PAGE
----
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Man opens fire in class after asking students’ faith: 10 dead

Washington: A heavily-armed man today walked into a college classroom and opened fire after asking students’ religion, killing at least nine people and wounding 20 others before being shot dead by police in the US state of Oregon, in yet another carnage that prompted President Barack Obama to voice outrage over lax gun-control laws.

The gunman was identified as 26-year-old Chris Harper Mercer by local media, which citing eye-witnesses, reported that he allegedly targeted Christians.

An eyewitness said the gunman demanded to know students’ religion before shooting them. The police said the motive of the shooter was not known. One professor in the classroom was shot from point blank range.

The attacker opened fire at Umpqua Community College in rural Roseburg, about 180 miles south of Portland – the capital of Oregon – and then went on to other classrooms gunning down his victims, witnesses said.

The gunman, while reloading his handgun, ordered the students to stand up if they were Christians, one of the wounded students, Anastasia Boylan, was quoted as saying by the CNN. The college has about 3,000 students.

“And they would stand up and he said, ‘Good, because you’re a Christian, you’re going to see God in just about one second,’” Boylan’s father said. “And then he shot and killed them.”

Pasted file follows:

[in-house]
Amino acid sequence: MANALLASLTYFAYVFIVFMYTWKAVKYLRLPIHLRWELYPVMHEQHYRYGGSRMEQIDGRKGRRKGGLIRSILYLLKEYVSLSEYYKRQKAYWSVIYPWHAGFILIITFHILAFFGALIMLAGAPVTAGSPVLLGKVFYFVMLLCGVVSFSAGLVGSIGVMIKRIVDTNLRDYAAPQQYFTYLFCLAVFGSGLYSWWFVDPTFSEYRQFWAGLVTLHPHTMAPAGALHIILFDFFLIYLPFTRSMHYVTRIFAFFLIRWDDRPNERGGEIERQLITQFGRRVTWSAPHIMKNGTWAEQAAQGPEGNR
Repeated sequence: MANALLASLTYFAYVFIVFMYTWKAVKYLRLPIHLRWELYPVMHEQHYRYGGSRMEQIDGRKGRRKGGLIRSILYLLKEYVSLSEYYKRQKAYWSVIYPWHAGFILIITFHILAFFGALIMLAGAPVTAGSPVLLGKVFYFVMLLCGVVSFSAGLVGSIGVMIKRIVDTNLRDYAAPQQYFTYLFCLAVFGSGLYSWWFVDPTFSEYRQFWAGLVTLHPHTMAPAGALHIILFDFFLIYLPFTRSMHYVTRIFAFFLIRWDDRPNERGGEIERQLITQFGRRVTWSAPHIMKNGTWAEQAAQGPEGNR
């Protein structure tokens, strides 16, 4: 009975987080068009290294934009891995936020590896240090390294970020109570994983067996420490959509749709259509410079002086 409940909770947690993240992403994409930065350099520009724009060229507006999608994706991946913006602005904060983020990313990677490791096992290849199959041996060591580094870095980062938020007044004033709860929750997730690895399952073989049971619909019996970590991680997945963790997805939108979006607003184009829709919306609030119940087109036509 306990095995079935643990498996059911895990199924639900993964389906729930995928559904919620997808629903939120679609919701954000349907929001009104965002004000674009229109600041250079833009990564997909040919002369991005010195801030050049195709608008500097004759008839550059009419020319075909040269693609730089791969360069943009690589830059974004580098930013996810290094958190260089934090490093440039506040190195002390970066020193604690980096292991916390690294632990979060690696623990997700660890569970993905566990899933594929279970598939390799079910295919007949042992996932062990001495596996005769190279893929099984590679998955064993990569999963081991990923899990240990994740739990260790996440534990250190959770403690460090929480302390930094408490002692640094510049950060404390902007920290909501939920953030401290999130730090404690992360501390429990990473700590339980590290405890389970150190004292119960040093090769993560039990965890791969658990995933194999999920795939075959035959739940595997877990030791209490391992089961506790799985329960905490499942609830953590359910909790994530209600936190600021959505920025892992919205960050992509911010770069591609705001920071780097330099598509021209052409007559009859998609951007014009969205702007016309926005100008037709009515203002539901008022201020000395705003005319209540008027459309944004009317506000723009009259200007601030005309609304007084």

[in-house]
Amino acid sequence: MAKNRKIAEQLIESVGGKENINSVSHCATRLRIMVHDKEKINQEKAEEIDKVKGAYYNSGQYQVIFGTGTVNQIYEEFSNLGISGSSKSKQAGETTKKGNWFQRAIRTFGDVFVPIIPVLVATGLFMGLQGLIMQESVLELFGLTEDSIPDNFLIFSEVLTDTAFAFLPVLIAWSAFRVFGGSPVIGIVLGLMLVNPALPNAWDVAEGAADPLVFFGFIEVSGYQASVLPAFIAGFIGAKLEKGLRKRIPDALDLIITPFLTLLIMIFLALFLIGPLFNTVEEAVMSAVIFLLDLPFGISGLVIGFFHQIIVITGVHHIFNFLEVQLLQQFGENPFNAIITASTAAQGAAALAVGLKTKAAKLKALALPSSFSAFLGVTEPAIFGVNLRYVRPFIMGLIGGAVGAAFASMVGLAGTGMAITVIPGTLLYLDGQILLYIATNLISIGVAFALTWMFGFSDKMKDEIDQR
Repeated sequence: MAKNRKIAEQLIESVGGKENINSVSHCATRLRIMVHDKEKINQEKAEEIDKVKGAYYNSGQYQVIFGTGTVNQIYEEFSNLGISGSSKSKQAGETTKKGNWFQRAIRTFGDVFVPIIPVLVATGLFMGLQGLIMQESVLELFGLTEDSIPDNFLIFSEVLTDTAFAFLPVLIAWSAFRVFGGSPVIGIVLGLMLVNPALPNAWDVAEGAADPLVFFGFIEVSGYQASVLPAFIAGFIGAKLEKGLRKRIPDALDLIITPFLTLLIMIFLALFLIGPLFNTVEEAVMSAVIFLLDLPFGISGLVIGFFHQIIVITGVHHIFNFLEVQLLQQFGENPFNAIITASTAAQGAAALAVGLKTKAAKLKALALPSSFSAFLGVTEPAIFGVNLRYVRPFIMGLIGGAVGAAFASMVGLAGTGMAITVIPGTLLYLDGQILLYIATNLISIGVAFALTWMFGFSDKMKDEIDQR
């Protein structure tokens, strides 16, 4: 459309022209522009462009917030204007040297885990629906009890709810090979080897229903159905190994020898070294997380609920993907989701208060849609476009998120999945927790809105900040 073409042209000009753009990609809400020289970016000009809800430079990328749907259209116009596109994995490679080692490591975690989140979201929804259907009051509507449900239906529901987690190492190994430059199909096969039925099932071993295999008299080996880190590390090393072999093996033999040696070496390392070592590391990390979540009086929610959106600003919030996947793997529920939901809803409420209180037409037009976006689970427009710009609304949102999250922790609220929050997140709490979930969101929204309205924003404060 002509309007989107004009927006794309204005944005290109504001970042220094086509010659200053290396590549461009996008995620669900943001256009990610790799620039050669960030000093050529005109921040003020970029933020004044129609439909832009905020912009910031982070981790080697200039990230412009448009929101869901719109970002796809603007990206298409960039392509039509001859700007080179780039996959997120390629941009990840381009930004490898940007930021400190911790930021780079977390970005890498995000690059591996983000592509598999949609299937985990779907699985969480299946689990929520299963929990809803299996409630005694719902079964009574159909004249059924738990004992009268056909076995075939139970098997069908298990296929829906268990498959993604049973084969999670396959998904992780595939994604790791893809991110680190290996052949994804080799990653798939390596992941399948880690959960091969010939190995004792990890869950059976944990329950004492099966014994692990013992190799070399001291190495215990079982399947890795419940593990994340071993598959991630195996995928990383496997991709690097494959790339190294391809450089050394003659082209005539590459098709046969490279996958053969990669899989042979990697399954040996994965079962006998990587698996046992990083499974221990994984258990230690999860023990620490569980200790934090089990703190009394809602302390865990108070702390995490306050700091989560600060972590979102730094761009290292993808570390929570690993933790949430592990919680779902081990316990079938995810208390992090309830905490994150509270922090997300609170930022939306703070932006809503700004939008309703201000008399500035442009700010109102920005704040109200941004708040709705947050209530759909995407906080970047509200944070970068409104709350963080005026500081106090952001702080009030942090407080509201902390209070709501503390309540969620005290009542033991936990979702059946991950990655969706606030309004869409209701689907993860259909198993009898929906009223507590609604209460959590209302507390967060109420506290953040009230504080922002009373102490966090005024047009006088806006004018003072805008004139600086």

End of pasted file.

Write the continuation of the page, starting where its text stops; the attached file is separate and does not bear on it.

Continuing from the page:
A security official said the attacker had body armour with him and was heavily armed, with a large amount of ammunition – enough for a long gunfight.

The Oregon college shooting is the latest in a series of shootings in the US, including at a Charleston church, Sandy Hook school and Oak creek Gurdwara.

Since Obama’s re-election in November 2012 there have been 993 mass shooting events in the US, not including Umpqua. Almost 300 of them have occurred in 2015.

A visibly angry Obama, who has so far failed to convince the Republican-majority Congress towards a stringent gun-control laws, spilled out his frustrations, saying “our” thoughts and prayers are not enough. “It’s not enough. It does not capture the heartache and grief and anger that we should feel. And it does nothing to prevent this carnage from being inflicted someplace else in America — next week, or a couple of months from now,” he told mediapersons at the White House.

In the last seven years, Obama has addressed the nation more than a dozen times on nine different shooting attacks. “Somehow this has become routine. The reporting is routine. My response here at this podium ends up being routine, the conversation in the aftermath of it. We’ve become numb to this,” Obama said. A grim-faced John Hanlin, Sheriff of Douglas County, said: “It’s been a terrible day.”

“Certainly this is a huge shock to our community.”

Earlier, authorities had said 13 people died, but later revised the death toll to 10, including the gunman.

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